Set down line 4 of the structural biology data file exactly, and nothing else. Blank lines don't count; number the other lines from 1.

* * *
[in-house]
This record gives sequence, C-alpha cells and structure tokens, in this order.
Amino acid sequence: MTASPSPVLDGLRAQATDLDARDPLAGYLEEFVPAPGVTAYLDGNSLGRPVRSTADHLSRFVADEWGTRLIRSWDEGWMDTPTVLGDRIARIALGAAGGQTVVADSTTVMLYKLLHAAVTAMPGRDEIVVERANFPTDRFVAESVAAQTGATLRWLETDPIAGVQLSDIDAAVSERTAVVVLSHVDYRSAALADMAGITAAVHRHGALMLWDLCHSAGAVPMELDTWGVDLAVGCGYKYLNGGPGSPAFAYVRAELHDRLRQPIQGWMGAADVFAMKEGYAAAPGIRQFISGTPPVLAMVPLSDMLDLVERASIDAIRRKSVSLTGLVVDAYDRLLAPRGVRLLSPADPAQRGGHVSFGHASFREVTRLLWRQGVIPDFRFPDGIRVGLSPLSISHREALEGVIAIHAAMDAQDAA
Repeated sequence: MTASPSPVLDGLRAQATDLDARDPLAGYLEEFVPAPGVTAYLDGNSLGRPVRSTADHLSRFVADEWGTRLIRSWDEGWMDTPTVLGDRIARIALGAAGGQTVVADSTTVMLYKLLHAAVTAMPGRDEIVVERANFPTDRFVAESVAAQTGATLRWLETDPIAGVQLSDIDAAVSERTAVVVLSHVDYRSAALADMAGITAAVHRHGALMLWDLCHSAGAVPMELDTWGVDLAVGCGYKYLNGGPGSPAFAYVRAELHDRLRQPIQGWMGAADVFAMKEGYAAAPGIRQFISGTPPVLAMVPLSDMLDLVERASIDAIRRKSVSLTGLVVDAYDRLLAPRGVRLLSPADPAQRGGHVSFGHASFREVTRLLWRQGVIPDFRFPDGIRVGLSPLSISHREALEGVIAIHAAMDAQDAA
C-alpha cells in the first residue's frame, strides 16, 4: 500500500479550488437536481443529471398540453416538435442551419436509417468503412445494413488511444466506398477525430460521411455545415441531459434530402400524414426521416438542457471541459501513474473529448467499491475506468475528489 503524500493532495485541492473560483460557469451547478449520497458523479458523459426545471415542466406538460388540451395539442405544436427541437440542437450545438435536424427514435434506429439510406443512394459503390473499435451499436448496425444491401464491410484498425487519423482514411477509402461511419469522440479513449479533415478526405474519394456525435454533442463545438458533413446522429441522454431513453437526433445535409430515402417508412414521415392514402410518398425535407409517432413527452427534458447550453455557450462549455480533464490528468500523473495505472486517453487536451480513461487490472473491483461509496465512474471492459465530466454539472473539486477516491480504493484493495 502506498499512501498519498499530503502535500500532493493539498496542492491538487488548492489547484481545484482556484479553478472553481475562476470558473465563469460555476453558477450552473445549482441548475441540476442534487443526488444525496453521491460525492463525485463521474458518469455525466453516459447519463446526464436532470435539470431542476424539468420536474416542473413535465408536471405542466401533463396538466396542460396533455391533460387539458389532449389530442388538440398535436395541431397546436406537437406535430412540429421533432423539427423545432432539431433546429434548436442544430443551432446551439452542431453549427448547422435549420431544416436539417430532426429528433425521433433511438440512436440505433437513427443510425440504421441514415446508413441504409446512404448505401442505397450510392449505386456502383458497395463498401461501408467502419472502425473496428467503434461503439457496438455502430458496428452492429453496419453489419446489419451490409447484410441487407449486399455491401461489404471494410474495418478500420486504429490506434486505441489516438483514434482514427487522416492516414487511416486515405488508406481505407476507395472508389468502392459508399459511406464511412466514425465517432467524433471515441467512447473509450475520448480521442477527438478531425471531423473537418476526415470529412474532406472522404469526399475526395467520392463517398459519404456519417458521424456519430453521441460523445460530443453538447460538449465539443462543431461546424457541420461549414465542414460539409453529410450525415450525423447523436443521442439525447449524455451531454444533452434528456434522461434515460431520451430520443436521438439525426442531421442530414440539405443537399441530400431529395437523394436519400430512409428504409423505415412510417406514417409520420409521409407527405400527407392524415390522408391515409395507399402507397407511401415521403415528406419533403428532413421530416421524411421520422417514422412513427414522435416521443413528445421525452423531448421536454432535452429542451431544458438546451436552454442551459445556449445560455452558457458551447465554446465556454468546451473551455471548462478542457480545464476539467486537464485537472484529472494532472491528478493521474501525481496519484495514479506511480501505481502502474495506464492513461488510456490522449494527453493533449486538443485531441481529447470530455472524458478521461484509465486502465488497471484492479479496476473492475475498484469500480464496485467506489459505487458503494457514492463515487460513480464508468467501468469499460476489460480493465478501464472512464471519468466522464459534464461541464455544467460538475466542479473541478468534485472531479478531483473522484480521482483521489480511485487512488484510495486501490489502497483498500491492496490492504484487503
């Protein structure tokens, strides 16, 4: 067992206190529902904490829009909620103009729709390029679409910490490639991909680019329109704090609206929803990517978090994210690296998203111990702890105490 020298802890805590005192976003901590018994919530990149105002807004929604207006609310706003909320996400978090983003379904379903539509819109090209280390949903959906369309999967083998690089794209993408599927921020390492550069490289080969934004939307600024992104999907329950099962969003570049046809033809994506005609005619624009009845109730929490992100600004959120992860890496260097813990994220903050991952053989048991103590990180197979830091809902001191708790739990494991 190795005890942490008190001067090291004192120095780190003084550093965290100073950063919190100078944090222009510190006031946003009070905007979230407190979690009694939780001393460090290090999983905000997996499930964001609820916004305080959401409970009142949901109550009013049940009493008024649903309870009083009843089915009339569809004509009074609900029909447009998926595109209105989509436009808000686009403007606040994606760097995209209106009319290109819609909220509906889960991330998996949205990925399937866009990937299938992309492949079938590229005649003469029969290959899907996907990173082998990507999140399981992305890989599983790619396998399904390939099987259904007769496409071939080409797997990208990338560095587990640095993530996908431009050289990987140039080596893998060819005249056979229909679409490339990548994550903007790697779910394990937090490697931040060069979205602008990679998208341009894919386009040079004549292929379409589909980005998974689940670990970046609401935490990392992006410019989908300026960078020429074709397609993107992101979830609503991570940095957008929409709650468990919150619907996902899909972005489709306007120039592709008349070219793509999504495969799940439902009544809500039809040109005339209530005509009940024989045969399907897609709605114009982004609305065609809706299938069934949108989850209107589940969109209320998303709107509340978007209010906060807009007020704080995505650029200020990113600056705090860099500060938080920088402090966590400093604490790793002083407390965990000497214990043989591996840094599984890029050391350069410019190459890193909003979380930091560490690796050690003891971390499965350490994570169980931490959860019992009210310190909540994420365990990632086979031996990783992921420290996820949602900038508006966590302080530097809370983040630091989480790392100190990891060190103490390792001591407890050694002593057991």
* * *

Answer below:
Repeated sequence: MTASPSPVLDGLRAQATDLDARDPLAGYLEEFVPAPGVTAYLDGNSLGRPVRSTADHLSRFVADEWGTRLIRSWDEGWMDTPTVLGDRIARIALGAAGGQTVVADSTTVMLYKLLHAAVTAMPGRDEIVVERANFPTDRFVAESVAAQTGATLRWLETDPIAGVQLSDIDAAVSERTAVVVLSHVDYRSAALADMAGITAAVHRHGALMLWDLCHSAGAVPMELDTWGVDLAVGCGYKYLNGGPGSPAFAYVRAELHDRLRQPIQGWMGAADVFAMKEGYAAAPGIRQFISGTPPVLAMVPLSDMLDLVERASIDAIRRKSVSLTGLVVDAYDRLLAPRGVRLLSPADPAQRGGHVSFGHASFREVTRLLWRQGVIPDFRFPDGIRVGLSPLSISHREALEGVIAIHAAMDAQDAA